The Pillowman, Everyman Theatre, Chapter, Cardiff

March 2, 2023 by

It speaks of the intensity of the storytelling that this Everyman production of The Pillowman was so powerful, its messages so vivid, and the acting so exemplary that some audience members at Chapter thought it had finished at the interval.

This would have been interesting as so many of the questions raised in the first half of the Martin McDonagh play would have been left floating, leaving it to us to work out own conclusions. As it was the second half was exactly that, a not as engaging explanation of what had gone before with some twists that you expect from, say, a Twilight Zone, tale.

However, even at the end, when all is sort of explained both my partner and I were left discussing how we would have ended the play and even twisted the events even further.

But as it is this is a dark, dark work which in some outings has played up the black comedy of the writing, although here the laughs were few and far between. We are possibly a more profound audience, or maybe the direction from Simon Futty intentionally concentrated on the macabre. What is also slightly worrying is that the grisly tales, reminiscent of course of Grimm, were not that grisly. Are we getting desensitised? Similarly, while the acting was superb, particularly Steven Smith as detective Tupolski and Ricky Valentine as the writer Katurian, did we really care that much about the fate of the characters, except perhaps Owain Miller’s appealing portrayal of the writer’s damaged brother Michael?

The story is basically about a writer in an authoritarian state who is interrogated by a couple of policemen as there has been murders that seem copycat to what happens in his dark stories. To say more would ruin the plot and the denouement. Tupolski is sort of a good cop (or is he?) and Ariel, wonderfully thuggishly played by Luke Bowkett, is the thicker violent bad cop (or is he?).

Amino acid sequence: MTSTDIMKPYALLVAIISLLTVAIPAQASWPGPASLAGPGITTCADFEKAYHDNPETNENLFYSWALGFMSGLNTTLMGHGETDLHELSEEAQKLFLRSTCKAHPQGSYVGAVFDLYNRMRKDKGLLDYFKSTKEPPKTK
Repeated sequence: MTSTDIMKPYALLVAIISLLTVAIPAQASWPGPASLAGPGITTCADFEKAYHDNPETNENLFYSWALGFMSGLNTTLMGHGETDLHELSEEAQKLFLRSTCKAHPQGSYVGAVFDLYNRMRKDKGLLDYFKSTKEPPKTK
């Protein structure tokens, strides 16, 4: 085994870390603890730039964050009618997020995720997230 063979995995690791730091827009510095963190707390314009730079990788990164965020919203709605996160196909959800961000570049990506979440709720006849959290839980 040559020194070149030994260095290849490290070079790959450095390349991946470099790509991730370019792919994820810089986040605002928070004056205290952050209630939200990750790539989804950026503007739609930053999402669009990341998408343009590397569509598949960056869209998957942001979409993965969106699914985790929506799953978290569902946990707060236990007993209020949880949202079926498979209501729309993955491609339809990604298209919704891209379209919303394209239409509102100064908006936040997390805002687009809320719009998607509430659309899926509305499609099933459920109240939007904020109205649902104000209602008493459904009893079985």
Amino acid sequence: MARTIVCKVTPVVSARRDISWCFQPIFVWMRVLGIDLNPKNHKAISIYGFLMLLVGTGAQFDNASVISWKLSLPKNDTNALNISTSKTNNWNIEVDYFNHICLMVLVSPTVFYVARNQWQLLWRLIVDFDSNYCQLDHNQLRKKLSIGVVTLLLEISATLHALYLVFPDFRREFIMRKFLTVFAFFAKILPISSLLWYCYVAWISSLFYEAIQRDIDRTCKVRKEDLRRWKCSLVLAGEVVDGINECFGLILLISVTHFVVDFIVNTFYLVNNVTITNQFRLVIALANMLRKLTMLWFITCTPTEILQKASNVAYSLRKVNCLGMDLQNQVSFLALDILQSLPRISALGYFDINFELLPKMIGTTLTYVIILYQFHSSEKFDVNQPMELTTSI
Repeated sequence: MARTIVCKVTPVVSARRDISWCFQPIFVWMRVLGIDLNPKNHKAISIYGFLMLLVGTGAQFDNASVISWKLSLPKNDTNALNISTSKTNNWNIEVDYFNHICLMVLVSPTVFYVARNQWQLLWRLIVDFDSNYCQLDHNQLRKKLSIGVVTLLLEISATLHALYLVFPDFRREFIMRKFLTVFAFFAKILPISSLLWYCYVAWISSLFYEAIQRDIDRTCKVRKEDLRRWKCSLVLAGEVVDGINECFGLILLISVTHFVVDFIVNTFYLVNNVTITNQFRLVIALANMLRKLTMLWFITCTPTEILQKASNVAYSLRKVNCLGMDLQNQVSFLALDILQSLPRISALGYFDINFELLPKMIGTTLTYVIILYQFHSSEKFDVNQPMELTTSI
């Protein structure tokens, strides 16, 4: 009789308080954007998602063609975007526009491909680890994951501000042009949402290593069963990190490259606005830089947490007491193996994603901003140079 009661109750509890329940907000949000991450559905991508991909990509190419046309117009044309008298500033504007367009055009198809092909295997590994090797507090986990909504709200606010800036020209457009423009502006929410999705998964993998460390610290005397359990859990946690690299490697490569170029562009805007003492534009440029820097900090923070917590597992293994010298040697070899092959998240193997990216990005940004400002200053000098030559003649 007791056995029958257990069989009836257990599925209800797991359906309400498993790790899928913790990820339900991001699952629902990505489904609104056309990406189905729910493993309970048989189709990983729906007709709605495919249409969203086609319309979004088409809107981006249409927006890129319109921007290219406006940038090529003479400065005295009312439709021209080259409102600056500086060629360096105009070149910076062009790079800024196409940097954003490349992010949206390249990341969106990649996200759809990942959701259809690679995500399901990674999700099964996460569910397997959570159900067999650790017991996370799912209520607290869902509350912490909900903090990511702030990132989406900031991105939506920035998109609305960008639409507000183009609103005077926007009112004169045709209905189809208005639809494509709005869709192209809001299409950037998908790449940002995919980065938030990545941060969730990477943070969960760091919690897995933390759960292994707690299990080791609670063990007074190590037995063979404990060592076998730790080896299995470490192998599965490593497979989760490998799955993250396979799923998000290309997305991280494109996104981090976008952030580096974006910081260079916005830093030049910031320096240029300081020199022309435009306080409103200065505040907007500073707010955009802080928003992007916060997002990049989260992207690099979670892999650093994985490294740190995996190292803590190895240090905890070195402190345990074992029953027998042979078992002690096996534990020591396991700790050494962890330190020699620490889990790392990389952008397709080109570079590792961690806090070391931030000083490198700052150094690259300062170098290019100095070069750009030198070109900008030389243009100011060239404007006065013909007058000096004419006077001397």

The stories that have seemingly inspired the killings (or have they?) and other Katurian tales are played out in a variety of theatrical styles; actually, acted out scenes, silhouettes behind a sheet, shadow puppets on stick (designed and manufactured by Charlotte Leigh), and just told by the story writer. Usually, another player takes up the tale once it has started. This is all executed splendidly despite the very occasional fluffed word.

The players were Phil Jones, Jen Keating, Daniel de Grunchy, Tim Davies, Carmen Diana Almeida, Felix Jones, Lottie Dunkley and Jess Courtney. They must have all been exhausted by the end of the evening.

Carl Jones and Raynor Phinnemore’s sets and props are imaginative and effective in equal measure, although the Pillowman from Phinnemore was enough to give any child nightmares rather than comfort.

The themes of the work are presumably not only the power of literature but its inherent dangers, although I took away from it a miserable nihilist message. Either way, this is theatre of the highest standard. Get a ticket.

Until March 4


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